Source: pervocracy

Target Asks Customers Not To Bring Guns Into Stores Anymore


Gun rights activists Open Carry Texas showed up at Target in January with assault rifles. Facebook / Moms Demand Action

After recent incidents involving guns in its Texas and South Carolina stores, Target is now asking that its customers refrain from bringing firearms into its stores “even in communities where it is permitted by law.”

Today, Interim CEO John Mulligan, shared the following note with Target employees on the company website A Bullseye View:

The leadership team has been weighing a complex issue, and I want to be sure everyone understands our thoughts and ultimate decision.

As you’ve likely seen in the media, there has been a debate about whether guests in communities that permit “open carry” should be allowed to bring firearms into Target stores. Our approach has always been to follow local laws, and of course, we will continue to do so. But starting today we will also respectfully request that guests not bring firearms to Target — even in communities where it is permitted by law.

We’ve listened carefully to the nuances of this debate and respect the protected rights of everyone involved. In return, we are asking for help in fulfilling our goal to create an atmosphere that is safe and inviting for our guests and team members.

This is a complicated issue, but it boils down to a simple belief: Bringing firearms to Target creates an environment that is at odds with the family-friendly shopping and work experience we strive to create.

The pressure on Target to make the policy change increased last month after the organization Moms Demand Action surfaced photos of gun activists from the group Open Carry Texas carrying assault weapons while shopping in the baby clothes section of Target.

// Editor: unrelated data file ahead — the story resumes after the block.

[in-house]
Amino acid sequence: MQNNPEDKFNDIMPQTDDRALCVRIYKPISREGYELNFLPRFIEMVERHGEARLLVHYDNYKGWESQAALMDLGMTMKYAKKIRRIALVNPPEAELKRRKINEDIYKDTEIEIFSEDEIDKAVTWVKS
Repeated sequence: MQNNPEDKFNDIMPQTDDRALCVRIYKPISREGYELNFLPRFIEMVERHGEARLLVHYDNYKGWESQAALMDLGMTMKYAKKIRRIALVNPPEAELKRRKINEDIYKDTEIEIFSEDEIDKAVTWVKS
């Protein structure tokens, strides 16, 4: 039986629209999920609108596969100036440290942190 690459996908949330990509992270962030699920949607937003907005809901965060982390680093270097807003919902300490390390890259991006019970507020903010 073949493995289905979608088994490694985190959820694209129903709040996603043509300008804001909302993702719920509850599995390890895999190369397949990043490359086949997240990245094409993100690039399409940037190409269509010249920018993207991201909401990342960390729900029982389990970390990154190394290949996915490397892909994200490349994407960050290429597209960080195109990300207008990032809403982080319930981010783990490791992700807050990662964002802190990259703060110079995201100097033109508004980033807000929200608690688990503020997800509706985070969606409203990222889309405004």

The next day, a loaded handgun was found in the toy section of the Myrtle Beach, S.C., Target. Following the reports, Open Carry Texas accused gun control activists of planting the gun in the store to further their agenda.

The incidents spurred a petition signed by hundreds of thousands of Americans asking Target to stop permitting guns in stores.

Target joins national food chains Sonic, Wendy’s, Starbucks, Jack in the Box, Applebee’s, and Chipotle, which have all changed their open-carry policies in the past year.

“Moms are thankful that Target responded quickly to the call of nearly 400,000 Americans and asked customers to keep their firearms at home,” said Shannon Watts, founder of Moms Demand Action for Gun Sense in America.

“Such positive safety changes made by some of our country’s leading retailers are proof of the influence of women and mothers,” continued Watts. “As we look toward election season, we hope our legislators are taking notice that when woman and mothers collectively raise our voices — and soon cast our votes — we are determined to leave an impact.”